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Adjustments for Miles Mikolas

The 33-year-old has seen his fastball velocity decline every season, but that gives him an opportunity to use his curveball more.

MLB: Milwaukee Brewers at St. Louis Cardinals Joe Puetz-USA TODAY Sports

The signing of Steven Matz was certainly necessary for the St. Louis Cardinals. The left-hander is not known for pitching deep into games, as he averaged just over five innings per start, giving him 150 23 innings in 29 starts. Despite this, he threw more innings than three of the starters penciled into the Cardinals rotation next season combined. Jack Flaherty, Dakota Hudson, and Miles Mikolas threw just 131 23 innings combined. With all three pitchers coming off of major injuries, their durability is a bit of a question mark.

Besides that, it remains to be seen if Mikolas will decline in his age 33 season. The pitcher has seen his velocity decline every year since signing a contract with the Cardinals, and after a stellar 2018, he became more of a back-end innings eater in 2019. That still made him a useful player. If he can maintain that level of production, then he should slot in nicely as the fourth or fifth starter on the team.

One of the effects of Mikolas’ diminished velocity is that his curveball has gotten slower and loopier. The pitch lost nearly two miles per hour since 2019, but it gained an inch of drop and a half inch of horizontal movement. This could be a benefit to Mikolas.

The right-hander throws a hard slider. It average 87.4 mph in 2021, 87.0 mph in 2019, and 88.0 mph in 2018. It has about average break in both directions, but it gets on hitters much quicker than the average slider (85 mph). The pitch was incredibly effective in 2018, but it has not been as effective since then. Having a slower, loopier curveball adds more variety to Mikolas’ arsenal and gives hitters two vastly different pitches to look for - a hard, sharp slider, and a slow, loopy curveball.

Mikolas needs to locate his curveball better, but it has still been an effective pitch for him. Of all his pitches, the 33-year-old puts his curveball on the edge of the plate the least. This was true in both 2019 and 2021. He also puts in the zone just 52% of the time, which is ahead of only his slider (38.5%). Still, when the pitch is in the zone, hitters do not swing at it very often, swinging just 52.3% of the time. This is by far the lowest in-zone swing rate of any of Mikolas pitches, with the next lowest being his four-seamer at 65.5%. The same pattern existed in both 2018 and 2019.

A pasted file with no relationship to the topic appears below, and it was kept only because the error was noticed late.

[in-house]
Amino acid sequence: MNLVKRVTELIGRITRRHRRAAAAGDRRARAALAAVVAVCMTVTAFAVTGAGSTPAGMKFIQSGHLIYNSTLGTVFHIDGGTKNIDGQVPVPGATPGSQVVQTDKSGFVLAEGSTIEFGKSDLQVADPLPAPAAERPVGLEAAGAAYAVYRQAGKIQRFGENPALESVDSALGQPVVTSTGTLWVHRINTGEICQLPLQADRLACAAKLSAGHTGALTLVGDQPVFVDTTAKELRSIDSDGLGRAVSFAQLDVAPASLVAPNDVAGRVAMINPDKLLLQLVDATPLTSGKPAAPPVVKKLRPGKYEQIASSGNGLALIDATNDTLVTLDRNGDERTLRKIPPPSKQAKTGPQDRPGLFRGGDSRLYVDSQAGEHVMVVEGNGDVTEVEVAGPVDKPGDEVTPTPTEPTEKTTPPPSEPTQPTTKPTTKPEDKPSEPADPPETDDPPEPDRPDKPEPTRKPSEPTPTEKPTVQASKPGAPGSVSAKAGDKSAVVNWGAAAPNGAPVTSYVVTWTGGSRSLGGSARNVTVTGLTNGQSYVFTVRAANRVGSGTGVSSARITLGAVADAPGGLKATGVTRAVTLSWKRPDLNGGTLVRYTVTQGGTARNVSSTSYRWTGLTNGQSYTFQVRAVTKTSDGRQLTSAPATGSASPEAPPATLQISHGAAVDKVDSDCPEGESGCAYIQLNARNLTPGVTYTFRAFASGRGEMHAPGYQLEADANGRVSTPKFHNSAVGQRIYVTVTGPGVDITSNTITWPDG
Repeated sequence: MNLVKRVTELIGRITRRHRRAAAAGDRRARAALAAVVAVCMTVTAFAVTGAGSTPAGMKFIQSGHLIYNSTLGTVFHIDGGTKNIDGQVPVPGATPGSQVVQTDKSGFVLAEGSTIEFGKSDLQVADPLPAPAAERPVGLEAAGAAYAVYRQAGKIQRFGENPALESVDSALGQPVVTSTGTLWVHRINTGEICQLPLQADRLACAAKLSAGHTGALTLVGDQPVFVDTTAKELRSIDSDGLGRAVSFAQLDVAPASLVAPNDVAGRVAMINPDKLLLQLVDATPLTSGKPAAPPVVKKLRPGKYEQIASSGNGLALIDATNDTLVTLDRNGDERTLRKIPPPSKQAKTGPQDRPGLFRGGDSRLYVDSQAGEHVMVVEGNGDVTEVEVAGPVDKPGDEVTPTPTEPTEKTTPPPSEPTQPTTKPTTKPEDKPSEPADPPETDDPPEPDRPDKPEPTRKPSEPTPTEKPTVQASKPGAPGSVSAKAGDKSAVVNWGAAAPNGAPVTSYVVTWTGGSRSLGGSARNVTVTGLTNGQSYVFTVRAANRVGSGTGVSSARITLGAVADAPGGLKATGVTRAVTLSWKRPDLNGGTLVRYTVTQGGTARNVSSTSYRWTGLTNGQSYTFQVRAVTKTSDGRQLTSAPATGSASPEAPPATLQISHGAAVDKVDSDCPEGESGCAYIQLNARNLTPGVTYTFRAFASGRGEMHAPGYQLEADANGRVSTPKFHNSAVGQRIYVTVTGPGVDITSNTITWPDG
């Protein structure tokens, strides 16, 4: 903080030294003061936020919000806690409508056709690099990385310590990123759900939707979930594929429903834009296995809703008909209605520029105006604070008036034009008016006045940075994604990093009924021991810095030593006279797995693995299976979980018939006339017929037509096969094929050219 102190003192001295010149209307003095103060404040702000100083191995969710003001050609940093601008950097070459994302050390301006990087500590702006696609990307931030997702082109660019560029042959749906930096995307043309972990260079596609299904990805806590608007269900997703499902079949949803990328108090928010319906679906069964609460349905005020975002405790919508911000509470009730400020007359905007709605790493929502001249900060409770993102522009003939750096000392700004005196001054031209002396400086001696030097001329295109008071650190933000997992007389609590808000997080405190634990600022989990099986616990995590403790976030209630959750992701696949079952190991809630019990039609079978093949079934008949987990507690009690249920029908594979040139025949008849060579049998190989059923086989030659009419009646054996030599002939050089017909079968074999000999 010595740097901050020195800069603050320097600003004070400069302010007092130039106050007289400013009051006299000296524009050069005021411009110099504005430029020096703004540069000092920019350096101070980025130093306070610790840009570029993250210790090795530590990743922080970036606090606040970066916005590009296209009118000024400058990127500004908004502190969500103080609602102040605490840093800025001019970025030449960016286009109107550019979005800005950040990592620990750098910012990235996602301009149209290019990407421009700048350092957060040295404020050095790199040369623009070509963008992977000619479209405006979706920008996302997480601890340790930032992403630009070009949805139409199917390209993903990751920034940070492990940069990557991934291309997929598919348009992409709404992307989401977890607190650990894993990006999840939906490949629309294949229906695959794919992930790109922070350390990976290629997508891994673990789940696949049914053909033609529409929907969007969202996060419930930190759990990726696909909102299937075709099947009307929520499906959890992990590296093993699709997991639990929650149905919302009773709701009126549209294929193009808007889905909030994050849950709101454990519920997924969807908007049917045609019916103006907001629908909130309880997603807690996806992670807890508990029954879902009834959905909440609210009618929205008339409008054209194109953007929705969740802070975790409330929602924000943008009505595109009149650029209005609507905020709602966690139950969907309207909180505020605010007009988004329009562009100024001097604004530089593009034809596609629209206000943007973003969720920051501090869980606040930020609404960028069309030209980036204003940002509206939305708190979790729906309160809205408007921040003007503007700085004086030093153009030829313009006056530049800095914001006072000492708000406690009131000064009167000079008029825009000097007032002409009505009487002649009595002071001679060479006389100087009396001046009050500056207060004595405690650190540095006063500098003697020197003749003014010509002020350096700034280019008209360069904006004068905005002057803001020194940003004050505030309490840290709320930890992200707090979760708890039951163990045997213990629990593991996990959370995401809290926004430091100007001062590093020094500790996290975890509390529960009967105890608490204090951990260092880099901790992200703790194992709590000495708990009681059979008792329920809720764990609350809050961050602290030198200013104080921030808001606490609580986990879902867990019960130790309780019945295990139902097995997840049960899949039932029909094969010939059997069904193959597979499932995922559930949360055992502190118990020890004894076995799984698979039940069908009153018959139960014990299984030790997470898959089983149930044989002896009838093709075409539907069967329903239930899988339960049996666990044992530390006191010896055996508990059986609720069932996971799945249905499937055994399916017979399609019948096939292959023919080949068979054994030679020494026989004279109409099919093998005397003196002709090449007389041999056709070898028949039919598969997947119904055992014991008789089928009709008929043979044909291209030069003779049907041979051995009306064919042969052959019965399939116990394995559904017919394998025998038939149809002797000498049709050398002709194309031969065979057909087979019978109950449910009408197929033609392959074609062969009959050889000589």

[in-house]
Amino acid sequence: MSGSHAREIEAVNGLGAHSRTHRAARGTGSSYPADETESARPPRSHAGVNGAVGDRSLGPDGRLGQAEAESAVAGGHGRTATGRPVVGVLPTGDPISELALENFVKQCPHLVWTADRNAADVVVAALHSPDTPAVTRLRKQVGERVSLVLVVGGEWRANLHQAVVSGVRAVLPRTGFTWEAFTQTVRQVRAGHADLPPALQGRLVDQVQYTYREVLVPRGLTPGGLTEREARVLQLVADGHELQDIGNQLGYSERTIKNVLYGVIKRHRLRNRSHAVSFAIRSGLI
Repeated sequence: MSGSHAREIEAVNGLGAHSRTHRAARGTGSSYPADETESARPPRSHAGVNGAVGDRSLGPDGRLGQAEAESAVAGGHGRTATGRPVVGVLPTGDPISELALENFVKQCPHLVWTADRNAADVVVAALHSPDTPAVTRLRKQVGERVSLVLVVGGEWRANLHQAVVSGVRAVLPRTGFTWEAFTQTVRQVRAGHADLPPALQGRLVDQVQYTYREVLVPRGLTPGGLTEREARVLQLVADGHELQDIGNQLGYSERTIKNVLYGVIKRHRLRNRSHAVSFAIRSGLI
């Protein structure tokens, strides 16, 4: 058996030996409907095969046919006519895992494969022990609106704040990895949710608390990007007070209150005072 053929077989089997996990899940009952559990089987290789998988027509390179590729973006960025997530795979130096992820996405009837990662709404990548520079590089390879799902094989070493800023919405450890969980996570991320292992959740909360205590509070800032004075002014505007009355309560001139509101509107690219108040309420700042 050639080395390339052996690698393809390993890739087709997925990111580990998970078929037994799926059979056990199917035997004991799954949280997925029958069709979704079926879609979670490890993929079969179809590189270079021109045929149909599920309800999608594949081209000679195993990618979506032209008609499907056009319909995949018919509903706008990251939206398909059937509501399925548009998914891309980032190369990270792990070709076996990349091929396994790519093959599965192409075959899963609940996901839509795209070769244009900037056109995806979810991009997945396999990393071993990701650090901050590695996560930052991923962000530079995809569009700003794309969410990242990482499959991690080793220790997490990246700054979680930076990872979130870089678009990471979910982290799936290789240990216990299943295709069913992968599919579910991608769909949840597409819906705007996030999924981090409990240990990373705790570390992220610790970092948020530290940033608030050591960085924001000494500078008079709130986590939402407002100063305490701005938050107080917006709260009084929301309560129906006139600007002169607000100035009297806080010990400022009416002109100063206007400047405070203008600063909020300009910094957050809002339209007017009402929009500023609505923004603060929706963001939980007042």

With hitters so reluctant to swing at Mikolas’ curveball, he could gain an advantage by throwing it first in an at-bat, or at least early in the count. This could help him gain more first pitch strikes and pitch from ahead, without overusing his fastball. The slower curveball could set up his fastball well and leave his slider available as more of a put away pitch.

This would be somewhat similar to how Adam Wainwright pitches. Wainwright threw his curveball in the zone just 49.4% of the time in 2021, almost 3% less than Mikolas. Hitters swung more often when the pitch was in the zone (57.7%), though that could be a product of more aggressive use of the curveball early in the count. Hitters still swung more at every other in-zone pitch besides his sinker.

Hitters chased Mikolas’ curveball just 23.3% of the time, but that number is likely to return to usual levels over the course of a full season. In 2019, Mikolas generated a chase rate of 34% with the pitch. It is possible that hitters will chase curveballs less in early count situations, but that is not necessarily true. Using Adam Wainwright as an example, Wainwright’s curveball chase rate stayed relatively constant despite its increased usage in recent seasons. Wainwright has one of the best curveballs in baseball, so it may not be a perfect comparison, but Mikolas’ curveball chase rate should not drop too much if he throws it more, and throws it earlier in the count.

With hitters more reluctant to swing at curveballs in the zone, and Mikolas’ ability to throw curveballs in the zone, he could help himself by getting ahead in the count, without the hitter even swinging. Hitters tend to look to do damage on the first pitch of the at-bat, but that changes when they go down 0-1. As a pitcher who pitches to contact and needs to limit hard contact as much as possible this is beneficial for Mikolas. He is not someone who pitches well when he is behind in the count. In 2019, Mikolas’ FIP was 2.85 after starting with an 0-1 count, but that FIP rose to 5.17 when starting with a 1-0 count.

With diminished velocity, Mikolas may need to lower the usage of his four-seamer and his sinker. This creates an opening that can be filled by his curveball, which was only his fourth most used pitch in 2021 at 17.7%. In 2019, he used it 21.4% of the time, but it was still his fourth most used pitch.

The pitch has excellent movement, above average in both directions, and an above average spin rate (2569 rpms, 66th percentile). Mikolas could turn this pitch into a weapon and use it to pitch backwards to hitters, especially as he gets deeper into the game.

Mikolas’ go-to breaking ball is currently his slider, but he has a good balance between all his pitches. Increasing his curveball usage to around 25% would bring it level with his slider, in terms of usage, and give him two unique breaking balls with which he can attack hitters. This would also allow him to ease of his fastball usage.

These changes could help Mikolas pitch effectively in 2022 and remain an innings eater for the Cardinals, which the team very much needs him to be. A strong year from Mikolas would go a long way to solidifying a pitching staff that looks good on paper but still has some question marks.